Last year, Iceland set precedent by sentencing 26 top bankers to a combined 74 years in prison, for causing the 2008 global financial crisis. The unprecedented conviction of bad bankers sent a strong message across the world (none of America’s top bankers went to jail for the crimes that caused the 2008 financial crisis) that no individual is too big to investigate, and that it was possible to prosecute fraudulent bankers.
Taking cue from Iceland, Ireland is going to prosecute the 2005-2008 CEO of Anglo Irish Bank, David Drumm, on 33 criminal charges. These include two charges of conspiracy to defraud and false accounting relating to €7.2 billion in deposits placed in Anglo Irish Bank accounts by the then Irish Life and Permanent, between March and September 2008.
16 of the 33 charges relate to unlawfully authorizing billions in loans (to be invested back into Anglo Irish Bank) to 16 wealthy investors, in a bid to artificially prop up Anglo Irish Bank’s share price before its December 2008 collapse. Each of the 33 offenses carries a 5 or 10 year jail term, except for a single count of conspiracy to defraud, which has a maximum penalty of an “unlimited term of imprisonment” under Irish law.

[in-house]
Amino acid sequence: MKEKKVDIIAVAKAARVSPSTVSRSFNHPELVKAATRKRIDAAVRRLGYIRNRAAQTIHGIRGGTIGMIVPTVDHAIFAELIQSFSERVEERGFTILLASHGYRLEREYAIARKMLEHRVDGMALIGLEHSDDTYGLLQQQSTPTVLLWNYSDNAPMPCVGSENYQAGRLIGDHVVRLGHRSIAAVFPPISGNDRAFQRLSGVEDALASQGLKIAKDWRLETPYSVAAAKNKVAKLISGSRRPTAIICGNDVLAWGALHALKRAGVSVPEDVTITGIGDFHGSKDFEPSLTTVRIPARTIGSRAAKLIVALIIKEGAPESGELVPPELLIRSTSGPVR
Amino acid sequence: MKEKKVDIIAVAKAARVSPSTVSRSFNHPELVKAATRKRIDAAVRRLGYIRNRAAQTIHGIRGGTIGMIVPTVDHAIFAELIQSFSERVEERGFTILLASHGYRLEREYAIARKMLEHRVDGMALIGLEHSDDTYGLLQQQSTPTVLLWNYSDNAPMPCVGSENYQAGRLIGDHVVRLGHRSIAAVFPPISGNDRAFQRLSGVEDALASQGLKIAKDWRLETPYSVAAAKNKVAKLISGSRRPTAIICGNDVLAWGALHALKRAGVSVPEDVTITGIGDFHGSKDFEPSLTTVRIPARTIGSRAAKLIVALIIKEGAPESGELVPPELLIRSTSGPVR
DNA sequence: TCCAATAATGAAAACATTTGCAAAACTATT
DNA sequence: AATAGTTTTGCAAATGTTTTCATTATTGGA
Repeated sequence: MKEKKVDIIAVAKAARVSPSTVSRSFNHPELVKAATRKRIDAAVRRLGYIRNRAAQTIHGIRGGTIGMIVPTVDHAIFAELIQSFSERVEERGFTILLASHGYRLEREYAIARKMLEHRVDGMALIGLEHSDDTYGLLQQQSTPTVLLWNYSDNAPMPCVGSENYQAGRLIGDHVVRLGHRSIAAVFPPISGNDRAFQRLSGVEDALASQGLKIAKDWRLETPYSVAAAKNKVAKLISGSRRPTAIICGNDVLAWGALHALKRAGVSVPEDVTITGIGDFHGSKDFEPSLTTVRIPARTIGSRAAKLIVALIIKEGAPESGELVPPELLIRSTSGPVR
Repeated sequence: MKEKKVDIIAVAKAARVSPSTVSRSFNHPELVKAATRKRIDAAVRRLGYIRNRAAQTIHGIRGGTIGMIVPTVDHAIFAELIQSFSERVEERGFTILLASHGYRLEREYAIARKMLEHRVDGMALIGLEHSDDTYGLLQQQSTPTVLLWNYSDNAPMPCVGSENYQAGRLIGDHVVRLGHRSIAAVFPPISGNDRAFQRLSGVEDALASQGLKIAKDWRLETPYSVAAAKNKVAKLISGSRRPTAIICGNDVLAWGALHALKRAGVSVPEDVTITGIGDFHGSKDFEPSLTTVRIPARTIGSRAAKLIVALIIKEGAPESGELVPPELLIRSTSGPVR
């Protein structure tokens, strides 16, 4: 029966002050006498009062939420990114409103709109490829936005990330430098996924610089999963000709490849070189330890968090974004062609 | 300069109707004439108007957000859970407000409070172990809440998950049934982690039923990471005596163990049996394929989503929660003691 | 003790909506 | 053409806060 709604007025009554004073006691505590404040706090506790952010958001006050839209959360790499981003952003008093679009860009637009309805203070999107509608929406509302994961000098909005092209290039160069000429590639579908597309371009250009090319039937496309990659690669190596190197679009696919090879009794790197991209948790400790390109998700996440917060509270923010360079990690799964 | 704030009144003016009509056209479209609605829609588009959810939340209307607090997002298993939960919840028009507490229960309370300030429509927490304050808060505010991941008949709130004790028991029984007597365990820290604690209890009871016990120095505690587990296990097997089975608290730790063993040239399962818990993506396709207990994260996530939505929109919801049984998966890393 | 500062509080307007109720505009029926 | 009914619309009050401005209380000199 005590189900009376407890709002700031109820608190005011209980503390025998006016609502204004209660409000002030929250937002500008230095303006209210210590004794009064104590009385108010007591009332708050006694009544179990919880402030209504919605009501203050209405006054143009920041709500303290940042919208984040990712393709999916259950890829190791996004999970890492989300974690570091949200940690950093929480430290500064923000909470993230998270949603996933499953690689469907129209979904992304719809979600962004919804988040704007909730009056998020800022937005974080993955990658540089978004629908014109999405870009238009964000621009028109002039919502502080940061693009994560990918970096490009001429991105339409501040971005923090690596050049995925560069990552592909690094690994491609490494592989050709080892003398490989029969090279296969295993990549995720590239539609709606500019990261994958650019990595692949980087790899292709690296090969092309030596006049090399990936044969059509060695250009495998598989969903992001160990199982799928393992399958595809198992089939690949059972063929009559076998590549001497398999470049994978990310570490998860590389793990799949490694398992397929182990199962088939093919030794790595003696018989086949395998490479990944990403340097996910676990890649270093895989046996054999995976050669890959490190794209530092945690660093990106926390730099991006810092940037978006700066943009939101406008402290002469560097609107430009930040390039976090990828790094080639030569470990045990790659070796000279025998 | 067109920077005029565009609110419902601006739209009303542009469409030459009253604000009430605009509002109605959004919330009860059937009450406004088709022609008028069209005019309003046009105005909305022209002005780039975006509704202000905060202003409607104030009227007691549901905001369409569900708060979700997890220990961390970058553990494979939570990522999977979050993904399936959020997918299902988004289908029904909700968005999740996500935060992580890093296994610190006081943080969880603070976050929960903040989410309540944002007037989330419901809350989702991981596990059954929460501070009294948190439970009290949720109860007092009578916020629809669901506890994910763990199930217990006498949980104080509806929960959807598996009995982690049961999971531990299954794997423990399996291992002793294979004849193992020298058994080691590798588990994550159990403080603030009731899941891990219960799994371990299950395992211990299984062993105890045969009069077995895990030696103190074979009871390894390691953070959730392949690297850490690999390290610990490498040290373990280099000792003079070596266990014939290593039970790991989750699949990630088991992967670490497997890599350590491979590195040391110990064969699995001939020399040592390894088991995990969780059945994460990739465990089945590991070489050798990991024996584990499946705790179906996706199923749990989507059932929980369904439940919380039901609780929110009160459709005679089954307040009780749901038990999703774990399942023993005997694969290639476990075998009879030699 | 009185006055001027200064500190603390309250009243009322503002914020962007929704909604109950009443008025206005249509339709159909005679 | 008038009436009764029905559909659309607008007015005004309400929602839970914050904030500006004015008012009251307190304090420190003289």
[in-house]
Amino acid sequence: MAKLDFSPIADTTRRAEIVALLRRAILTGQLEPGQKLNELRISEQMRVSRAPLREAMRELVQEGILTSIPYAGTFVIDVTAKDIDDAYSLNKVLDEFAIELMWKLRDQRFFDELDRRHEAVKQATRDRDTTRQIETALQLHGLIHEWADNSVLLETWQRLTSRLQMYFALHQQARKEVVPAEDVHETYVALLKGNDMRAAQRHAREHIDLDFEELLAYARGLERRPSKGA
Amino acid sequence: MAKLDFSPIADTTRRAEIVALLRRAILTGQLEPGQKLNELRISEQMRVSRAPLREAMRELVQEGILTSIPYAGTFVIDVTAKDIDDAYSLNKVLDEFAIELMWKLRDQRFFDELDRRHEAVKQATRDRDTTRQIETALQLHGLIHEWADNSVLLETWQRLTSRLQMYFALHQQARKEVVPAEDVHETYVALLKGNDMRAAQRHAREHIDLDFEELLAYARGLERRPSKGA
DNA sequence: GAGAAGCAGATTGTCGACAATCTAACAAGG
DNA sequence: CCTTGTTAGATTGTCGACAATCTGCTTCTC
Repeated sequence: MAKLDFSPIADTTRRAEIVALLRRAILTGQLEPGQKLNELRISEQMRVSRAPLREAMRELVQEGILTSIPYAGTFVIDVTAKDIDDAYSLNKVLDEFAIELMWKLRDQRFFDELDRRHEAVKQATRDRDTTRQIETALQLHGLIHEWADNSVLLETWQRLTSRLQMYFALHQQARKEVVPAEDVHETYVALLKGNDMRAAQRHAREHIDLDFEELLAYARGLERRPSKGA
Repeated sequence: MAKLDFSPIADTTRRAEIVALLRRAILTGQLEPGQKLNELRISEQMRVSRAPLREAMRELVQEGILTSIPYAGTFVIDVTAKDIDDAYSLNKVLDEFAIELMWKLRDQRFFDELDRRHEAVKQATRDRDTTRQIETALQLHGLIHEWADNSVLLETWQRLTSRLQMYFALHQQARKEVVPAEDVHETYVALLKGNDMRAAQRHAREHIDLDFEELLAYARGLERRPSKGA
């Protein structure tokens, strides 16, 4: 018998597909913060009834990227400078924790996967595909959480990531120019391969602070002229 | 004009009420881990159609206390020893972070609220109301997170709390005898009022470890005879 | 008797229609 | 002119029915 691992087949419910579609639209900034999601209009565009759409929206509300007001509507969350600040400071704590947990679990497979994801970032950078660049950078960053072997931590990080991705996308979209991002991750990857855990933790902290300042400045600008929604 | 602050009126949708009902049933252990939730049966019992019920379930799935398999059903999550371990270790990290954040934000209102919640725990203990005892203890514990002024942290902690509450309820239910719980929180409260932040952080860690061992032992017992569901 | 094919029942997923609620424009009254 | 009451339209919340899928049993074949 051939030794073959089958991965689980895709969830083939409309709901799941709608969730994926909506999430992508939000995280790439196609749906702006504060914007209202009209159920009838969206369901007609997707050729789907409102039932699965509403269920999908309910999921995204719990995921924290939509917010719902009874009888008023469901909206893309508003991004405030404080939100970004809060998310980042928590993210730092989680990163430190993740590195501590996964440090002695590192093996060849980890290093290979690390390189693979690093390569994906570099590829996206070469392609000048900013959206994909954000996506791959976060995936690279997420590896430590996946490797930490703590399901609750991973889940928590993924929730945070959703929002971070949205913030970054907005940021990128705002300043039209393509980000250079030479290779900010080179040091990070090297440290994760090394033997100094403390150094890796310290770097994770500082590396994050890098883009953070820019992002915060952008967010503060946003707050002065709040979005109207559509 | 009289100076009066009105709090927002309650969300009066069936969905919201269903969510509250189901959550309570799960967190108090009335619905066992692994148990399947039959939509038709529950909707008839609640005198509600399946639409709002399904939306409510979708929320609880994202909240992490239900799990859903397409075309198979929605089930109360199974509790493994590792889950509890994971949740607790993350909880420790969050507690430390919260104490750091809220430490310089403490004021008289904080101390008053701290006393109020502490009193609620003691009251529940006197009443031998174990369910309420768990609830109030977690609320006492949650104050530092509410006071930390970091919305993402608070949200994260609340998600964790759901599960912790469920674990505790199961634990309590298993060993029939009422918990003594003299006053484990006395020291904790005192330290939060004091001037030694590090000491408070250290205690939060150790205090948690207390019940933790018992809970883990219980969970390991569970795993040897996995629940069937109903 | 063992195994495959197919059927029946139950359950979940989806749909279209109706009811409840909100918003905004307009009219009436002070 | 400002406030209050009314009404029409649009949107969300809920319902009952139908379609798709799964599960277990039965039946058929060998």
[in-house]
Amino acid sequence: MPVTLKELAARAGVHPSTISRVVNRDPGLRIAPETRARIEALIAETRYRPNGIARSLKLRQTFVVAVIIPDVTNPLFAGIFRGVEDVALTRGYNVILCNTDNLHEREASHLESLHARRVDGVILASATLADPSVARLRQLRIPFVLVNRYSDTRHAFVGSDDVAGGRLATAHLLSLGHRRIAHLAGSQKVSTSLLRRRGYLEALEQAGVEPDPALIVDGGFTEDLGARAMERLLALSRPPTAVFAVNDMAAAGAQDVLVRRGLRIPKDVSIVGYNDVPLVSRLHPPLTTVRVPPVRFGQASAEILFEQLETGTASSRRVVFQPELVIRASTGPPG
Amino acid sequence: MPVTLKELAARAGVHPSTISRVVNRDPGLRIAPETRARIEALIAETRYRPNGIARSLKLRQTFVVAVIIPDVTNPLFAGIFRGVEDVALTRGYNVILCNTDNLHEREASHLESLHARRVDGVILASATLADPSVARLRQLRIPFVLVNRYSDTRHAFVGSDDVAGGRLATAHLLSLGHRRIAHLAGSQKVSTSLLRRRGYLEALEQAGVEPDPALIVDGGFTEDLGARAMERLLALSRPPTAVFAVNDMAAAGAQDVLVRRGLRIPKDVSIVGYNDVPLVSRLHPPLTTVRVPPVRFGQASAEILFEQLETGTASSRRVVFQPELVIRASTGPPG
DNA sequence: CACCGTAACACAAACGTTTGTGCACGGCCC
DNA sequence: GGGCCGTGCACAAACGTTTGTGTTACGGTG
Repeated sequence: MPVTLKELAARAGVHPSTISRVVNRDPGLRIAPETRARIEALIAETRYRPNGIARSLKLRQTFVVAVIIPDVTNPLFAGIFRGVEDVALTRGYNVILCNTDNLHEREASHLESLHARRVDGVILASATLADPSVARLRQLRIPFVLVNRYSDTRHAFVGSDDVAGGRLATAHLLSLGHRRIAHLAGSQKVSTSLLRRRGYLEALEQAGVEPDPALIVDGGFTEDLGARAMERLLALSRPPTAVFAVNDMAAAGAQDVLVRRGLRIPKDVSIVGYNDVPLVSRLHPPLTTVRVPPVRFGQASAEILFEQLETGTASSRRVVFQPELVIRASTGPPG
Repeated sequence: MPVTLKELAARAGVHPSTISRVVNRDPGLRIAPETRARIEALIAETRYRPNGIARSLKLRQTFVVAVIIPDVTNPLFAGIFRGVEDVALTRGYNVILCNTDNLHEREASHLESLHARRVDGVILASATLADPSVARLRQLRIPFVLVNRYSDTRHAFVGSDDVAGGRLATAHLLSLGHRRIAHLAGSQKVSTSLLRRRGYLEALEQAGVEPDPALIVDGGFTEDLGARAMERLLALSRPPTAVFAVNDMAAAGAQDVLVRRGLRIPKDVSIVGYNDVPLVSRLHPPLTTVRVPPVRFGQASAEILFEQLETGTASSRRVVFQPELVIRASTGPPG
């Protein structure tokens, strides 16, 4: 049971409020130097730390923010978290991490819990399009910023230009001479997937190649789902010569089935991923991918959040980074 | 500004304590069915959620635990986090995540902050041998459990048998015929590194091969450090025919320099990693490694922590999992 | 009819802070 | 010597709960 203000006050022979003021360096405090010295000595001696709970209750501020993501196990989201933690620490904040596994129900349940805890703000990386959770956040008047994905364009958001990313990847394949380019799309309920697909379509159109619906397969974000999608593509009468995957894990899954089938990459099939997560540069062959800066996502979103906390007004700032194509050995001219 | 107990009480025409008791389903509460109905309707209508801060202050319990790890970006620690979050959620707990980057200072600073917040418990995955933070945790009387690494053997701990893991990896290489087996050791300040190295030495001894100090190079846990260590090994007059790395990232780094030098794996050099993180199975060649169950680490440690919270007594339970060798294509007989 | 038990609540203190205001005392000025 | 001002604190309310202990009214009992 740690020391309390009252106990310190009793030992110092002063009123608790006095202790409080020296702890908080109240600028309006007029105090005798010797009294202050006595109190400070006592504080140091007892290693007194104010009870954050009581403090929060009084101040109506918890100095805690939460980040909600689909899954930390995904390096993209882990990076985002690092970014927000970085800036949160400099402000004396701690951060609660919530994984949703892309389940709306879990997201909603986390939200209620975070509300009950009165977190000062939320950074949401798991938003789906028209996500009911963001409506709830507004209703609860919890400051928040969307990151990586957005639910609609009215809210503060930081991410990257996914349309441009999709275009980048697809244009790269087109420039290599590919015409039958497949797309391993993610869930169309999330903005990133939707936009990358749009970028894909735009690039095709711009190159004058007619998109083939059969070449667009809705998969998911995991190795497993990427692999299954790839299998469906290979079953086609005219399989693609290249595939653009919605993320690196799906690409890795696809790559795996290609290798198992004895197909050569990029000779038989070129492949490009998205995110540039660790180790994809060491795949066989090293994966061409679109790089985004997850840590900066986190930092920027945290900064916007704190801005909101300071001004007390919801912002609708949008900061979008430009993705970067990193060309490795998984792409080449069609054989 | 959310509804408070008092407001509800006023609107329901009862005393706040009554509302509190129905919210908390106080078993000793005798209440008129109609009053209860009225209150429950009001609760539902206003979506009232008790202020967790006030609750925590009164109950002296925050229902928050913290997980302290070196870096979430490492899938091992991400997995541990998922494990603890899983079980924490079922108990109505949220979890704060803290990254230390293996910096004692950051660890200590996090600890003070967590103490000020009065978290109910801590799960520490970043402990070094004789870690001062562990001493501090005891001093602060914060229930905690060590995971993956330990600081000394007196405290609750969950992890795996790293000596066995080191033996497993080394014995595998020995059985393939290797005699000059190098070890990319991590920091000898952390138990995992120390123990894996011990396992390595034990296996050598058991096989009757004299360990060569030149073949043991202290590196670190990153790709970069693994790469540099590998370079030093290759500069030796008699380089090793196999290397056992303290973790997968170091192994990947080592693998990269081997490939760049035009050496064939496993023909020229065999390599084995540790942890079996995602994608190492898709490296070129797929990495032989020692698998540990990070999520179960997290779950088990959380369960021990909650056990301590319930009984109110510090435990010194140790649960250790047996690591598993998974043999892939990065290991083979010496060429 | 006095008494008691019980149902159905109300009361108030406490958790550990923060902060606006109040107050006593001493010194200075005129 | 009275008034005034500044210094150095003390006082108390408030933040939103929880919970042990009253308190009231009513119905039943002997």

According to Cape Cod Times, Anglo Irish Bank was nationalized in January 2009, but the financial crisis before and after the nationalization destroyed Ireland’s economy, with taxpayers forced to shoulder costs of $32 billion to cover bad debt and repay investors. The collapse of its economy forced Ireland to take EU and IMF bailout packages worth up to £77 billion in November 2010.